Given that you know integration is the inversefunction of differentiation, show how position, velocity, and acceleration are related by integration. Show this both in symbolic (proper mathematical) form as well as in an illustration similar to that shown above.
It is perfectly accurate to say that differentiation undoes integration, so that [d/dt] ∫x dt = x, but to say that integration undoes differentiation is not entirely true because indefinite integration always leaves a constant C that may very well be nonzero, so that ∫[dx/dt] dt = x C rather than simply being x.



Challenge question: explain why the following equations are more accurate than those shown in the answer.


Where,
x_{0} is the initial position (at time = 0)
v_{0} is the initial velocity (at time = 0)
The purpose of this question is to introduce the integral as an inverseoperation to the derivative. Introducing the integral in this manner (rather than in its historical origin as an accumulation of parts) builds on what students already know about derivatives, and prepares them to see integrator circuits as counterparts to differentiator circuits rather than as unrelated entities.

Calculus is a branch of mathematics that originated with scientific questions concerning rates of change. The easiest rates of change for most people to understand are those dealing with time. For example, a student watching their savings account dwindle over time as they pay for tuition and other expenses is very concerned with rates of change (dollars per day being spent).
The “derivative” is how rates of change are symbolically expressed in mathematical equations. For example, if the variable S represents the amount of money in the student’s savings account and t represents time, the rate of change of dollars over time (the timederivative of the student’s account balance) would be written as [dS/dt]. The process of calculating this rate of change from a record of the account balance over time, or from an equation describing the balance over time, is called differentiation.
Suppose, though, that instead of the bank providing the student with a statement every month showing the account balance on different dates, the bank were to provide the student with a statement every month showing the rates of change of the balance over time, in dollars per day, calculated at the end of each day:

Explain how the Isaac Newton Credit Union calculates the derivative ([dS/dt]) from the regular account balance numbers (S in the Humongous Savings & Loan statement), and then explain how the student who banks at Isaac Newton Credit Union could figure out how much money is in their account at any given time.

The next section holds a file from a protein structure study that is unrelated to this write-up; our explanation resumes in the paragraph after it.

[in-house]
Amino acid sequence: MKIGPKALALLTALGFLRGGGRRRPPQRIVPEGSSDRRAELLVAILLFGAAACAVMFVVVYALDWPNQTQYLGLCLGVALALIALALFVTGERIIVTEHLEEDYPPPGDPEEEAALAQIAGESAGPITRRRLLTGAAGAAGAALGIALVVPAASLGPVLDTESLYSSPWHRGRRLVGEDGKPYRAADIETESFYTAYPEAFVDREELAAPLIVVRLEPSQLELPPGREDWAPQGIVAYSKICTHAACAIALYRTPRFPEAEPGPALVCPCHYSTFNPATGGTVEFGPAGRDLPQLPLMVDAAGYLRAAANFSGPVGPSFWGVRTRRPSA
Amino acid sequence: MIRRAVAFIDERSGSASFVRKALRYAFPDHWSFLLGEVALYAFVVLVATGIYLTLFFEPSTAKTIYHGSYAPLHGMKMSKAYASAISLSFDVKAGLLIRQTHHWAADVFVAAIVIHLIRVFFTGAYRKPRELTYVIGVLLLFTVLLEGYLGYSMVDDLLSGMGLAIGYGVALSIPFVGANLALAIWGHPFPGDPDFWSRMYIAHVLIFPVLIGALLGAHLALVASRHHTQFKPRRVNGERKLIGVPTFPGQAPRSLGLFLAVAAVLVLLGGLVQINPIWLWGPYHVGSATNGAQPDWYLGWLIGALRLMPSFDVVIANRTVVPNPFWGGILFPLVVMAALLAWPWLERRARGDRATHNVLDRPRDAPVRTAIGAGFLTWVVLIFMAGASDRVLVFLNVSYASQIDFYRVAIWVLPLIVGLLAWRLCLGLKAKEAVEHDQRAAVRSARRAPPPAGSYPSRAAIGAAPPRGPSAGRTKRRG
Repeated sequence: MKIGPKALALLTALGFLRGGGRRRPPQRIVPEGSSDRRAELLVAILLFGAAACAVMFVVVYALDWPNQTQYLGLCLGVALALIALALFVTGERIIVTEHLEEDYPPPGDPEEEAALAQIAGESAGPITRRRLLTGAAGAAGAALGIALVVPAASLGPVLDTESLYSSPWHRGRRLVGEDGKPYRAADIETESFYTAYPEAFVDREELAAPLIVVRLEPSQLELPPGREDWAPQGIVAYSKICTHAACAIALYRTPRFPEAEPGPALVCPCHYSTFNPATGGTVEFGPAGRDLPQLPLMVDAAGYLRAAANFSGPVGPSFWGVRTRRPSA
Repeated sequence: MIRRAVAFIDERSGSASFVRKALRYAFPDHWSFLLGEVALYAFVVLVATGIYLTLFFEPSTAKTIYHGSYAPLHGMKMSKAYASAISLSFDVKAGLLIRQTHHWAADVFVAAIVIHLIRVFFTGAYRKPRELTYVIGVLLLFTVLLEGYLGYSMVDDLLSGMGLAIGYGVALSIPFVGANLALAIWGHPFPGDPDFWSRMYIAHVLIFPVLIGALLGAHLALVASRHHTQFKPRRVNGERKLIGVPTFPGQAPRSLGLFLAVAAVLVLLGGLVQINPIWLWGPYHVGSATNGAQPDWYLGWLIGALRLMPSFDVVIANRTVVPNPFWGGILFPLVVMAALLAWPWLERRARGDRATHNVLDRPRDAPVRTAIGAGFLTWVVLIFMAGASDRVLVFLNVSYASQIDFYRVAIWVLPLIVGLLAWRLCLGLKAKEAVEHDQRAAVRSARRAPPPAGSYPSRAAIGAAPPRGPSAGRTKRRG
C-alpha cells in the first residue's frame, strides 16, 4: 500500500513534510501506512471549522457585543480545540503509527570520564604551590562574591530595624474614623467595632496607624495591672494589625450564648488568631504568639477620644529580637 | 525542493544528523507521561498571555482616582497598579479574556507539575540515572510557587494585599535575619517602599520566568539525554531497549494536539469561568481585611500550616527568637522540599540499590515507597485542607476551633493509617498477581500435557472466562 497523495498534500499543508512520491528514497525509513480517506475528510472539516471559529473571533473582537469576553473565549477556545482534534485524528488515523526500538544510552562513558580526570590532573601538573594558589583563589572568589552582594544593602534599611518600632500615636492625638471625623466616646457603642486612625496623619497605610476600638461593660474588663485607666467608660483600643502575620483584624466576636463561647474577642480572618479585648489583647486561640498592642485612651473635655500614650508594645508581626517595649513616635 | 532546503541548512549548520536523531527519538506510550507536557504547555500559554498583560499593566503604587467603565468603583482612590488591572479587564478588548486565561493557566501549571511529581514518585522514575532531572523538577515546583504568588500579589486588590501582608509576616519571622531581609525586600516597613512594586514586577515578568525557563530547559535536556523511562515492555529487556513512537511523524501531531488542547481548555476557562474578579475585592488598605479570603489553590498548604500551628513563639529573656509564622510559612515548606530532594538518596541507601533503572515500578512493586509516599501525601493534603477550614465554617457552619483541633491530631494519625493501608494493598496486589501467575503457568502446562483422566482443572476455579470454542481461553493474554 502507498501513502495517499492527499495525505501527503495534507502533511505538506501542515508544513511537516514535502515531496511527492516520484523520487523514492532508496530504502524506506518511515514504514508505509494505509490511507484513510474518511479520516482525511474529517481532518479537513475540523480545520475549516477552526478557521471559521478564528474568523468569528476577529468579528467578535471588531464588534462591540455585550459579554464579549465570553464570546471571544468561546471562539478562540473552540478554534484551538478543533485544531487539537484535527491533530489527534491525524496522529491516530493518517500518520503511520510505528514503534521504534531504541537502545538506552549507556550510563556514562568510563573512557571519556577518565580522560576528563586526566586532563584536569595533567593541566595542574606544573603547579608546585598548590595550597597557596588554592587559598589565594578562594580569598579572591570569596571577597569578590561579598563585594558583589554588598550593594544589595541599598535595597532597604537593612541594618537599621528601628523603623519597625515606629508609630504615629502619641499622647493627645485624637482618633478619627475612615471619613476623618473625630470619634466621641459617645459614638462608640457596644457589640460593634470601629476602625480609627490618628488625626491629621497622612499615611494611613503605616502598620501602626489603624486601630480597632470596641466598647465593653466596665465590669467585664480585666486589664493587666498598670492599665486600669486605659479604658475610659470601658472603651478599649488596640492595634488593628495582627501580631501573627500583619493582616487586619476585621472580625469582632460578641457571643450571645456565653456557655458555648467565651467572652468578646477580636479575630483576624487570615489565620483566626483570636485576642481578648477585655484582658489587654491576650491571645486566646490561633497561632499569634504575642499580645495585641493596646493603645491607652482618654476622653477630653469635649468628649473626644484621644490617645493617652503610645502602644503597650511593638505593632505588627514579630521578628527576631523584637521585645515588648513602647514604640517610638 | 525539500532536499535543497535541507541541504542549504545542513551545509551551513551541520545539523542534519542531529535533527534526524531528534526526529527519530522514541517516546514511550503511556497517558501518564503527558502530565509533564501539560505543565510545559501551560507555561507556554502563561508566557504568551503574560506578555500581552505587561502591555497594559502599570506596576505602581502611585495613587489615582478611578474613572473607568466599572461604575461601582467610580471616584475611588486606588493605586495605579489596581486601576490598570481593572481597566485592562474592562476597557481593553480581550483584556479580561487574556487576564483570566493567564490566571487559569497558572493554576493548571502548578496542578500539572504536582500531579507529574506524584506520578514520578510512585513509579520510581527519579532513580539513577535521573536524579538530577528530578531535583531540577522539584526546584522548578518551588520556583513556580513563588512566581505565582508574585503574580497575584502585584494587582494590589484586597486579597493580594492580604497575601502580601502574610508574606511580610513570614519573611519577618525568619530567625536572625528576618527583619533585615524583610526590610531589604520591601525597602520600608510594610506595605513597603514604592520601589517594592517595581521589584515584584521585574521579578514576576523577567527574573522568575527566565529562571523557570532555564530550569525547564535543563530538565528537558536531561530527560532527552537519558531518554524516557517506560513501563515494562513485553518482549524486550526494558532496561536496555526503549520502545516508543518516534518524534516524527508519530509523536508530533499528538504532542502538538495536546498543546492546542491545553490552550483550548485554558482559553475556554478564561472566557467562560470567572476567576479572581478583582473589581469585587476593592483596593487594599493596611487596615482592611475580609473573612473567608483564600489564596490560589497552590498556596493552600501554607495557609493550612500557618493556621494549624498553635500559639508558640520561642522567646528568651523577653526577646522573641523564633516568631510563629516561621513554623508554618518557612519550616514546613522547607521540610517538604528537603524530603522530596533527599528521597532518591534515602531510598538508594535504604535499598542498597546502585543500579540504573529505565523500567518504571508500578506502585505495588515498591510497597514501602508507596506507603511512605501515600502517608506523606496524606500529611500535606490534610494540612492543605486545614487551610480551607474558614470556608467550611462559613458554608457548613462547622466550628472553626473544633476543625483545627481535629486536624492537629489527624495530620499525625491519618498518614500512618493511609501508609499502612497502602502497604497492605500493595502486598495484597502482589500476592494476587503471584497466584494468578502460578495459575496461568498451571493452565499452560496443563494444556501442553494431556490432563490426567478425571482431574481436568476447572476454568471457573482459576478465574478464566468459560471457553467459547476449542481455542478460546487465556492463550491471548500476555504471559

Hint: the process of calculating a variable’s value from rates of change is called integration in calculus. It is the opposite (inverse) function of differentiation.
The Isaac Newton Credit Union differentiates S by dividing the difference between consecutive balances by the number of days between those balance figures. Differentiation is fundamentally a process of division.
To integrate the [dS/dt] values shown on the Credit Union’s statement so as to arrive at values for S, we must either repeatedly add or subtract the days’ rateofchange figures, beginning with a starting balance. Thus, integration is fundamentally a process of multiplication.
Followup question: explain why a starting balance is absolutely necessary for the student banking at Isaac Newton Credit Union to know in order for them to determine their account balance at any time. Why would it be impossible for them to figure out how much money was in their account if the only information they possessed was the [dS/dt] figures?
The purpose of this question is to introduce the concept of the integral to students in a way that is familiar to them. Hopefully the opening scenario of a dwindling savings account is something they can relate to!
Some students may ask why the differential notation [dS/dt] is used rather than the difference notation [(∆S)/(∆t)] in this example, since the rates of change are always calculated by subtraction of two data points (thus implying a ∆). Given that the function here is piecewise and not continuous, one could argue that it is not differentiable at the points of interest. My purpose in using differential notation is to familiarize students with the concept of the derivative in the context of something they can easily relate to, even if the particular details of the application suggest a more correct notation.
Published under the terms and conditions of the Creative Commons Attribution License
by Steve Arar
by Jake Hertz
by Jake Hertz
In Partnership with Rohde & Schwarz